Lighting is a key ingredient in creating beautiful, well-exposed photos. When shooting indoor photos, take advantage of natural, diffused light as much as possible by positioning your subject near a window or other natural light source.
If natural light is too harsh or in low supply, try a different time of day or opt for artificial studio lighting.
Assuming you’re working with a professional photographer, they should have professional lighting equipment.
For exterior photos of signage, facilities, or staff, avoid direct sunlight. Direct sunlight is harsh, makes your subject squint, and creates harsh shadows—instead, time your photos early in the morning or around sunset.
Many outdoor photographers prefer shooting at the "golden hour," the last hour before sunset and the first hour after sunrise. These times provide optimal, warm, diffused lighting and make capturing stunning outdoor photos easier.
Plan to take lots of photos, confirm they're relevant and attractive, and communicate your needs. It's better to select one great shot from a dozen options than to be stuck with limited options.
Before your photographer takes any images, a current and signed "model release," "photo release," or "personal release agreement" is a must-have. Simple model release forms are available online, but I recommend talking with your legal counsel about HIPAA or other regulations to ensure your photos can be used as needed in your online or offline marketing efforts.
Carefully consider how to illustrate physicians and staff doing their daily jobs. What are the “in action” service photos that reveal the culture, personality, and environment—without being ordinary or boring?
What facilities, technology, or products help represent your services or benefits to patients? Are these unique to your business, location, or market? Is this the current, cutting-edge equipment that sets you apart from the competition?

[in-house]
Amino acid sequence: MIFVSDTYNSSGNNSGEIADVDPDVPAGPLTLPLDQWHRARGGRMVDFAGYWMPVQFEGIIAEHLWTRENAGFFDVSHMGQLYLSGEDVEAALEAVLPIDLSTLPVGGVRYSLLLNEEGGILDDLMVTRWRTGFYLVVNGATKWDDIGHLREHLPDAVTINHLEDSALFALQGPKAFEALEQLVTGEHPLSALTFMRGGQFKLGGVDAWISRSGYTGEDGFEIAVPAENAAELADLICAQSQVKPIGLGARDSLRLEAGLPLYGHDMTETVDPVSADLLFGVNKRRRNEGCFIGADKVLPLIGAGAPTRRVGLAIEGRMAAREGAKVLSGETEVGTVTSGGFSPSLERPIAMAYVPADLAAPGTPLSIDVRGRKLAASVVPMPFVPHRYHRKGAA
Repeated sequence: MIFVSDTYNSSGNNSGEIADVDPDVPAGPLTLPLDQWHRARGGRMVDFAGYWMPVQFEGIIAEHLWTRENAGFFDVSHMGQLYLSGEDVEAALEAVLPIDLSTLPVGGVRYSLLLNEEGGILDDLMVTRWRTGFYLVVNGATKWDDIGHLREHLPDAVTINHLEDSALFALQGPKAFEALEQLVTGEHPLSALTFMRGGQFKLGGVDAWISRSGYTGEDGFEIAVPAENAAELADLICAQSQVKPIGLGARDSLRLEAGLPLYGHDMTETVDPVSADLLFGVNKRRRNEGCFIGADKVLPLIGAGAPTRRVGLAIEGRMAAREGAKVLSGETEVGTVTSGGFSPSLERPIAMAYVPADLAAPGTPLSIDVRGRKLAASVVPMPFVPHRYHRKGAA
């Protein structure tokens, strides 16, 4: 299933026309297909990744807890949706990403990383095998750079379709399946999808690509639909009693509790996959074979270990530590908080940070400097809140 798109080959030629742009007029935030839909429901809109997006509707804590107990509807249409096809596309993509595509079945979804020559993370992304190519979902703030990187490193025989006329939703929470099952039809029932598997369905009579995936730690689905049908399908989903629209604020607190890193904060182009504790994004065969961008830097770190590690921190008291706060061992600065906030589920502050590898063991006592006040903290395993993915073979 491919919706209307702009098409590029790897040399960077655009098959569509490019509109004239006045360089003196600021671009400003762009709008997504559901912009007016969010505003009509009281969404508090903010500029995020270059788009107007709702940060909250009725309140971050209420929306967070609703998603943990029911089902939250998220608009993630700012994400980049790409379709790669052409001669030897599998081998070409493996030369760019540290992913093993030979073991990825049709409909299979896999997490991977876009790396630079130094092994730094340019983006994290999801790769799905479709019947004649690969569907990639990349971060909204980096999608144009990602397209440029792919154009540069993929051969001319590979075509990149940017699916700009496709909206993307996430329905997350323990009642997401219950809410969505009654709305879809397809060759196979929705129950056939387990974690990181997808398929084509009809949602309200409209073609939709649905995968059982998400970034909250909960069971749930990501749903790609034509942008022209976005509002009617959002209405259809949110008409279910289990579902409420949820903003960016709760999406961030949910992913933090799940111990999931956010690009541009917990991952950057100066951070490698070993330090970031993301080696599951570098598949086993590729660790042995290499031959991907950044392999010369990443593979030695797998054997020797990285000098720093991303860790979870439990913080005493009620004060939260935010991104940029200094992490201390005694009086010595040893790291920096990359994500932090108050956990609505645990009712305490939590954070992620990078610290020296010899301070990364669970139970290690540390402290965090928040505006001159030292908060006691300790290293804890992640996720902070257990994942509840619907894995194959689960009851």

Include pictures of the front of your buildings, outdoor signage, and/or a pedestrian-level view from the street. These images can orient a new visitor and are useful to include on a website location page.
Sometimes the best “head shots” come from a slightly wider composition—with room for cropping. Consider how profile photos of you and your staff (everyone, really) can come from everyday activities.
Plan to take many pictures with about two changes of clothing. Ideally, photos should include lab coats and suits or professional attire.
A completely "normal and natural" appearance almost always requires careful preparation for both men and women. Have your hair and makeup professionally done. Consider a haircut the day before for men or a makeup/hair salon for women.
A casual, friendly, and welcoming appearance comes through with a simple but sincere smile. This is always appropriate to reduce anxiety but is especially helpful for medical specialties that may be "scary."
Tell your subjects in advance not to wear bold prints or patterns, and also not to over-accessorize. (These distract with “visual noise.”)
A graphic designer can take your custom, high-quality photos to the next level by incorporating custom graphic elements (e.g., marketing messages, infographics, charts, stats, etc.) to promote your products and services.
They can also take average or mediocre photos and improve them with cropping, filters, etc.
Eliminate all visual clutter in the frame. Even a messy desk can be a visual and mental distraction from what's important. You want your business to look its best.
Shoot casual shots, such as informal company events or activities, when appropriate.
Images that are "behind the scenes" can be interesting and good fuel for social media.
High-quality images are invaluable marketing tools. Planning and executing a first-class photo shoot can represent you and your practice as professional, credible, welcoming—and an appropriate choice for patients.
If you are looking for a marketing agency and production team to help with larger projects like television commercials or corporate videos, I invite you to contact us.